Aurora City Council Approves Photo Speed ​​Pilot Program

Aurora drivers with lead feet will need to be careful now that the city council has approved a photo speed pilot program to catch them.

Aurora City Council approved the 13-month program Monday night by an 8-2 vote, with council members Dustin Zvonek and Curtis Gardner opposing it. The city plans to launch an educational campaign about upcoming enforcement, and for the first 30 days of the program, drivers will not receive speeding tickets. Drivers can expect to see a warning before the speed cameras.

A unit could be placed in each of the city’s three police districts, depending on where the most speeding occurs.

After this first month, the program will continue for a year and the city council will review the data collected before deciding whether or not to keep the vehicle-based laser speed technology system.

The program is intended to help police monitor speed in residential areas and school zones and automatically issue speeding tickets. Speeding tickets in residential areas would cost drivers $40.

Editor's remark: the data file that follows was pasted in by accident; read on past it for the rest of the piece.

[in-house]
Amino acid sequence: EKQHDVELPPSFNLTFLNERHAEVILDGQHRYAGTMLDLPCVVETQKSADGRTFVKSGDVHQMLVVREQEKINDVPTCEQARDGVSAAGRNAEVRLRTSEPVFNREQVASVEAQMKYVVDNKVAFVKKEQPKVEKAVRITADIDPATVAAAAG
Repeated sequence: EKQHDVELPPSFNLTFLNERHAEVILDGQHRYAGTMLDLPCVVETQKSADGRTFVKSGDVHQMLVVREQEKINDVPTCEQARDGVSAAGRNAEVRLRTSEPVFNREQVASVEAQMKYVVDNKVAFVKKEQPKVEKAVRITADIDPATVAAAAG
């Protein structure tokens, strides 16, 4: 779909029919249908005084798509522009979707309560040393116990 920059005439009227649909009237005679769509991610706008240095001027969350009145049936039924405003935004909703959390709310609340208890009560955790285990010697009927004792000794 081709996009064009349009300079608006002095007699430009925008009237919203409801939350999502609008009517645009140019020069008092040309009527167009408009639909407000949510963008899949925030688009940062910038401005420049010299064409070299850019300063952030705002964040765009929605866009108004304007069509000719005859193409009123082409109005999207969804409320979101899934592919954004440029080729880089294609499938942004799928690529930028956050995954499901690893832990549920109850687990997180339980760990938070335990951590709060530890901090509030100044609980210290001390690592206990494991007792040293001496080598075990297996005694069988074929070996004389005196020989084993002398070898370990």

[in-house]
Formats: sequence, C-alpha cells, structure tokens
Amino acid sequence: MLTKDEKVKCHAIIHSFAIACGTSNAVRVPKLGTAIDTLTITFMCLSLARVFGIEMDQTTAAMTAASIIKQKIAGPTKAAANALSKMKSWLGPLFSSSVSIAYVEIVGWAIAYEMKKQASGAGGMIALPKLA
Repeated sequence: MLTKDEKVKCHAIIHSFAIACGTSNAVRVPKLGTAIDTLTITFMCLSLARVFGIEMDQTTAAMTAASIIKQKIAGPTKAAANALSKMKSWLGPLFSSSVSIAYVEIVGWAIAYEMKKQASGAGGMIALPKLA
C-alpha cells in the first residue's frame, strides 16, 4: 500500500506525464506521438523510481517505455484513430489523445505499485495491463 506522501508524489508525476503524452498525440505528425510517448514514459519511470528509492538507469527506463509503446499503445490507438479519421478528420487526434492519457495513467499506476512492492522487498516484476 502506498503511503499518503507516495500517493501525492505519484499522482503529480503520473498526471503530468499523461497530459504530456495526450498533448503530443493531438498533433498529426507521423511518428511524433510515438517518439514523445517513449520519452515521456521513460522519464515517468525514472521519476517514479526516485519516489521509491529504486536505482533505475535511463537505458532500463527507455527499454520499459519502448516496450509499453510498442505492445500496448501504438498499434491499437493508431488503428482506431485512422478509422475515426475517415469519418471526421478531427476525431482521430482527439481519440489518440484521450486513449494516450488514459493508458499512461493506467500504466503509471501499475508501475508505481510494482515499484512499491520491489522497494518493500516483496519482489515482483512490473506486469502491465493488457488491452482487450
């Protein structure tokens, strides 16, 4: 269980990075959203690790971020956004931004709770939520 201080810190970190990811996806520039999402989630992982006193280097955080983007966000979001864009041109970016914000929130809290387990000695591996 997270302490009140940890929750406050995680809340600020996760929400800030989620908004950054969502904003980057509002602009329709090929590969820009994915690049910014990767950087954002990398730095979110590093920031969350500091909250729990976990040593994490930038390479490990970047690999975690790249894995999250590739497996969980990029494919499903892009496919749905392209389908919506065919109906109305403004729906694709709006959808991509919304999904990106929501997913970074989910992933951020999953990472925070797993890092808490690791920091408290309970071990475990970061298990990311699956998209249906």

“Nationally there’s a 7% increase in deaths, Colorado a 16% increase in deaths, Aurora a 54% increase in deaths,” said Council Member Steve Sundberg. “I had a town hall on the topic of traffic calming and it was very busy and he was passionate at times that our city just isn’t doing enough.”

Council member Juan Marcano said the program isn’t the answer to all of Aurora’s traffic problems, but it could make a difference.

“Motor vehicles actually contribute to a huge number of deaths in the United States,” Marcano said. “I think it’s one of the few things that’s lagging behind drug use, unfortunately, these days, so I don’t see this pilot program as a solution in itself. I hope this will have a decisive effect in the short term.

Zvonek and Gardner opposed the program, noting Aurora residents voted against red-light cameras at intersections in 2018. Gardner said he would rather see more police officers hired as the department deals with the issues. recruitment rather than more cameras in the city.

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